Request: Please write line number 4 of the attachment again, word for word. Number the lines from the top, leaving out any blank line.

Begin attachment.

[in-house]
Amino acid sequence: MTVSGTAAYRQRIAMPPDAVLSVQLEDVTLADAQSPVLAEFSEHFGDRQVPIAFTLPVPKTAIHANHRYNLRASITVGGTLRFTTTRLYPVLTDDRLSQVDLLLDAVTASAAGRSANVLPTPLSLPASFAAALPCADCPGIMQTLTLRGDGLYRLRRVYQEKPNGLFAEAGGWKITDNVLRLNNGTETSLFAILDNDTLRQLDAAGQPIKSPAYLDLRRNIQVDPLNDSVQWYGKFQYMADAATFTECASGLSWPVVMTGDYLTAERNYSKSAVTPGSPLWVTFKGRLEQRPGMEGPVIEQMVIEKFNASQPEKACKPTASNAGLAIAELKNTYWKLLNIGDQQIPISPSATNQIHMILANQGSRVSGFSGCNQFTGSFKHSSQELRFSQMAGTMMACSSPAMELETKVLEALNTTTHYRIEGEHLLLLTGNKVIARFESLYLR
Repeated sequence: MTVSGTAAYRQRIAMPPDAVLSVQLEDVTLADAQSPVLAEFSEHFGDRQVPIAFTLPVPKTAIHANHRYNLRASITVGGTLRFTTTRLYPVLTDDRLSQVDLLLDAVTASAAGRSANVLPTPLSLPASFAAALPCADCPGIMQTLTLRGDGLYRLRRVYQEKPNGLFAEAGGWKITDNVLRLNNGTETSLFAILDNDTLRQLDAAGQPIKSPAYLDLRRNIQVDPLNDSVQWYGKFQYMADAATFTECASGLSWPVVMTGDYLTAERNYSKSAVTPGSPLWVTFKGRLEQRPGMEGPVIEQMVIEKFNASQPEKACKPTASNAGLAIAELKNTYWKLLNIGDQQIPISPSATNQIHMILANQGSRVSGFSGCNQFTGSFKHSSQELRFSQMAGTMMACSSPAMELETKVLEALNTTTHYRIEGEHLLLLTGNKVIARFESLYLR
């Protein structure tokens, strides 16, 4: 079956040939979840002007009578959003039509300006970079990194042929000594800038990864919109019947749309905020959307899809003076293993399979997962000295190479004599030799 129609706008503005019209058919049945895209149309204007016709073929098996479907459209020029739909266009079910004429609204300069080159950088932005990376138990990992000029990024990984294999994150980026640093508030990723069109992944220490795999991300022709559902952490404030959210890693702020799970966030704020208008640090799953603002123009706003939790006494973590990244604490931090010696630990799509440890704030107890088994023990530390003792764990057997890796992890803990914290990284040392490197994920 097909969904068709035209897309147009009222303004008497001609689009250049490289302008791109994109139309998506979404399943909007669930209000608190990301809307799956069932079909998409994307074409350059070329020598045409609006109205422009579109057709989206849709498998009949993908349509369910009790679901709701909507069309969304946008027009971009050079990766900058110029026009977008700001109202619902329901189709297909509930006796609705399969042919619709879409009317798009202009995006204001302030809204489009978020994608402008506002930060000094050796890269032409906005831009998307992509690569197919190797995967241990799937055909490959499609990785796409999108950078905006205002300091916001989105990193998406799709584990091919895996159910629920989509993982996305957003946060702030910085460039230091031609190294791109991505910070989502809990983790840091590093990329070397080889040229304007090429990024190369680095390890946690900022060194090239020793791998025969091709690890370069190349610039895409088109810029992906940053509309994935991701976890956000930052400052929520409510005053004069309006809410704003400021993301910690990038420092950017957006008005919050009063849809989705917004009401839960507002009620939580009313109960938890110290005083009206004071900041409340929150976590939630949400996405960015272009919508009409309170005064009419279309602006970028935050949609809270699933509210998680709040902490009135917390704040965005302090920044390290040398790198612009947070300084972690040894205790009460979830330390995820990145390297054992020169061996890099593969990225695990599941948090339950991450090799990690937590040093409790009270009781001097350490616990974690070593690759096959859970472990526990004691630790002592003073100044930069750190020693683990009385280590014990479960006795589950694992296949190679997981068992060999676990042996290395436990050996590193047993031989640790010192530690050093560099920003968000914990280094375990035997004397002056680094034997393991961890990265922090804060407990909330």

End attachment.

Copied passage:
């Protein structure tokens, strides 16, 4: 079956040939979840002007009578959003039509300006970079990194042929000594800038990864919109019947749309905020959307899809003076293993399979997962000295190479004599030799 129609706008503005019209058919049945895209149309204007016709073929098996479907459209020029739909266009079910004429609204300069080159950088932005990376138990990992000029990024990984294999994150980026640093508030990723069109992944220490795999991300022709559902952490404030959210890693702020799970966030704020208008640090799953603002123009706003939790006494973590990244604490931090010696630990799509440890704030107890088994023990530390003792764990057997890796992890803990914290990284040392490197994920 097909969904068709035209897309147009009222303004008497001609689009250049490289302008791109994109139309998506979404399943909007669930209000608190990301809307799956069932079909998409994307074409350059070329020598045409609006109205422009579109057709989206849709498998009949993908349509369910009790679901709701909507069309969304946008027009971009050079990766900058110029026009977008700001109202619902329901189709297909509930006796609705399969042919619709879409009317798009202009995006204001302030809204489009978020994608402008506002930060000094050796890269032409906005831009998307992509690569197919190797995967241990799937055909490959499609990785796409999108950078905006205002300091916001989105990193998406799709584990091919895996159910629920989509993982996305957003946060702030910085460039230091031609190294791109991505910070989502809990983790840091590093990329070397080889040229304007090429990024190369680095390890946690900022060194090239020793791998025969091709690890370069190349610039895409088109810029992906940053509309994935991701976890956000930052400052929520409510005053004069309006809410704003400021993301910690990038420092950017957006008005919050009063849809989705917004009401839960507002009620939580009313109960938890110290005083009206004071900041409340929150976590939630949400996405960015272009919508009409309170005064009419279309602006970028935050949609809270699933509210998680709040902490009135917390704040965005302090920044390290040398790198612009947070300084972690040894205790009460979830330390995820990145390297054992020169061996890099593969990225695990599941948090339950991450090799990690937590040093409790009270009781001097350490616990974690070593690759096959859970472990526990004691630790002592003073100044930069750190020693683990009385280590014990479960006795589950694992296949190679997981068992060999676990042996290395436990050996590193047993031989640790010192530690050093560099920003968000914990280094375990035997004397002056680094034997393991961890990265922090804060407990909330």